For a simple Kubernetes cluster, with perhaps just a single master node, pointing your kubectl configuration directly at the master node is not a problem, and in fact is usually the standard configuration. When you have a HA (High Availability) cluster though, pointing your kubectl configuration at one node could be problematic if that particular master node has failed or is down for maintenance. While it is relatively simple to change the IP in the kubectl configuration to that of a servicable master node, a better way to set things up is to use a load-balancer in front of the Kubernetes cluster, and have it control access to all of the master nodes of the cluster.
In the case of my homelab, I've set up HAProxy under docker to act as my Kubernetes API load-balancer for my k3s based cluster.
Nothing too special about this docker-compose file. As I often do, I chose to explicitly set the image version being used. I've been bitten by using the ':latest' tag in the past when upstream image updates mysteriously break existing deployments.
$ cat docker-compose.yml --- version: '3' services: haproxy: container_name: haproxy image: haproxytech/haproxy-alpine:2.4.7 volumes: - ./config:/usr/local/etc/haproxy:ro environment: - PUID=1000 - PGID=1000 - TZ=America/Toronto restart: unless-stopped ports: - "6443:6443" - "8404:8404" # EOF
What follows is a fairly straightforward haproxy.cfg file, although I did have to dig through a few sources and consolidate them into a configuration that worked for me.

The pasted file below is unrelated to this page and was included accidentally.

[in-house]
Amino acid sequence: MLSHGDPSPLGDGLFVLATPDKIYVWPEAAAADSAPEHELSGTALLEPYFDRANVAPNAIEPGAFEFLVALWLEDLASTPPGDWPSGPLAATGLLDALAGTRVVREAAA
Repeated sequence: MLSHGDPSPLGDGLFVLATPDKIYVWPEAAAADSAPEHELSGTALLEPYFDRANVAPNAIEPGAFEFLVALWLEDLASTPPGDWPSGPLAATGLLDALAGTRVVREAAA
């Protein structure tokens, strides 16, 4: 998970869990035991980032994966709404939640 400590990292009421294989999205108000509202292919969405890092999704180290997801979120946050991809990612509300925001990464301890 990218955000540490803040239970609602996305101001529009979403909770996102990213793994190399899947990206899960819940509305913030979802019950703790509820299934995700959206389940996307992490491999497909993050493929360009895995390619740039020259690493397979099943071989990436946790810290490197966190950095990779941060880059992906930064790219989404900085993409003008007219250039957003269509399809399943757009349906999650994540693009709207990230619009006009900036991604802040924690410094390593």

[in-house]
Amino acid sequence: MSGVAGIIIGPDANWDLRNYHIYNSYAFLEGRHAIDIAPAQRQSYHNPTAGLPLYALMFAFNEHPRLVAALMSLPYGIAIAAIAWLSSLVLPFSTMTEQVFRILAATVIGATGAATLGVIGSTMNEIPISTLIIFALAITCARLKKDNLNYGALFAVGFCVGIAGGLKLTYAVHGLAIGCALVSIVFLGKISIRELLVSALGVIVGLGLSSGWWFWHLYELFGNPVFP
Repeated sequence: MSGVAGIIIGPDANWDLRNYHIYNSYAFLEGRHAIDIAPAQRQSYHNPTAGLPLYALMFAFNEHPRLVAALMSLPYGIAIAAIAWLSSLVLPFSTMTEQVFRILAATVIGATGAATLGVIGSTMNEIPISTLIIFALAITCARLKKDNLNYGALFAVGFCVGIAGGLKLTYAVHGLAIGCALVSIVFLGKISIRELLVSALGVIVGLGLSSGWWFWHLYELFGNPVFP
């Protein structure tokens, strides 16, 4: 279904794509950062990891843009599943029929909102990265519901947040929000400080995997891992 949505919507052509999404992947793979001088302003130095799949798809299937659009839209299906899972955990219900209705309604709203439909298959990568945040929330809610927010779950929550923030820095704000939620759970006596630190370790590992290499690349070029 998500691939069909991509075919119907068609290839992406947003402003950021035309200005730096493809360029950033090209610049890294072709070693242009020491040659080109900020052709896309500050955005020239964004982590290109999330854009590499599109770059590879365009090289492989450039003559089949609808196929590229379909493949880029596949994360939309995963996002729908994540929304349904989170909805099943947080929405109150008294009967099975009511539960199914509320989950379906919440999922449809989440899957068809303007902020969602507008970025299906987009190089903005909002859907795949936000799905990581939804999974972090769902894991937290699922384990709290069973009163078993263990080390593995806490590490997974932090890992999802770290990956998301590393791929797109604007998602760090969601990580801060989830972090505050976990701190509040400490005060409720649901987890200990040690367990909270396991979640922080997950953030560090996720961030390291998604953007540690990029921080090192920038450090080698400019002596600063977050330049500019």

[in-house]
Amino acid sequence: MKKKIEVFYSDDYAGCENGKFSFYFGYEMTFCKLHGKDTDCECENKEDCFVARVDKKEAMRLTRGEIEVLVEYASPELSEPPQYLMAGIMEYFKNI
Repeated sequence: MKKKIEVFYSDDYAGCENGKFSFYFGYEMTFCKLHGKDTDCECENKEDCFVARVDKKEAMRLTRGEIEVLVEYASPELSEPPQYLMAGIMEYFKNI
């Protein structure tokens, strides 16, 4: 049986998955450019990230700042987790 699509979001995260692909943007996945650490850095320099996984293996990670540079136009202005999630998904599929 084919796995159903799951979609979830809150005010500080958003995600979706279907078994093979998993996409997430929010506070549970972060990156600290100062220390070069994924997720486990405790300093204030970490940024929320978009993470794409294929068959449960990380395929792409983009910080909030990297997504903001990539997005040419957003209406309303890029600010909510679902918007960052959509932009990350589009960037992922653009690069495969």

$ cat config/haproxy.cfg global stats socket /var/run/api.sock user haproxy group haproxy mode 660 level admin expose-fd listeners log stdout format raw local0 info defaults log global mode http option httplog option dontlognull timeout client 10s timeout connect 5s timeout server 10s timeout http-request 10s frontend stats bind *:8404 stats enable stats uri / stats refresh 10s frontend k8s-api bind *:6443 mode tcp option tcplog option forwardfor default_backend k8s-api backend k8s-api mode tcp option ssl-hello-chk option log-health-checks default-server inter 10s fall 2 server node-1-rpi4 192.168.7.51:6443 check server node-2-lxc 192.168.7.52:6443 check server node-3-lxc 192.168.7.53:6443 check
After creating the haproxy.cfg and starting the haproxy container, the next step is to change the endpoint IP to that of the haproxy server in your kubeconfig file. When you do this, you're likely to receive the following error;
$ kubectl get nodes Unable to connect to the server: x509: certificate is valid for 10.43.0.1, 127.0.0.1, 192.168.7.51, 192.168.7.52, 192.168.7.53, not 192.168.7.32
You have to add the haproxy IP to the k3s.service file, in the ExecStart line. This will need to be done on all master nodes. The ExecStart line should end up looking like this;
- /etc/systemd/system/k3s.service clip ------------------ ExecStart=/usr/local/bin/k3s \ server \ '--disable=traefik' \ '--disable=servicelb' \ '--tls-san=192.168.7.32' \ ------------------
After making this change, run the following to get the change to take effect;
# systemctl daemon-reload # systemctl restart k3s # curl -vk --resolve 192.168.7.32:6443:127.0.0.1 https://192.168.7.32:6443/ping
After this, run this check on a workstation (use the original endpoint IP in the kubeconfig);
$kubectl -n kube-system get secret k3s-serving -o yaml
If everything went well, the haproxy IP should now show up in the list of "listener.cattle.io" entries. At this point, the endpoint IP in the kubeconfig file should be able to be changed to that of the haproxy server.
This option can be specified at k3s installation time by specifying "–tls-san 192.168.7.32" on the installation command line.
HAProxy has a very nice statistics page that can also be enabled in the haproxy.cfg.
(created: 2021-10-14, last modified: 2021-10-22 at 09:10:55)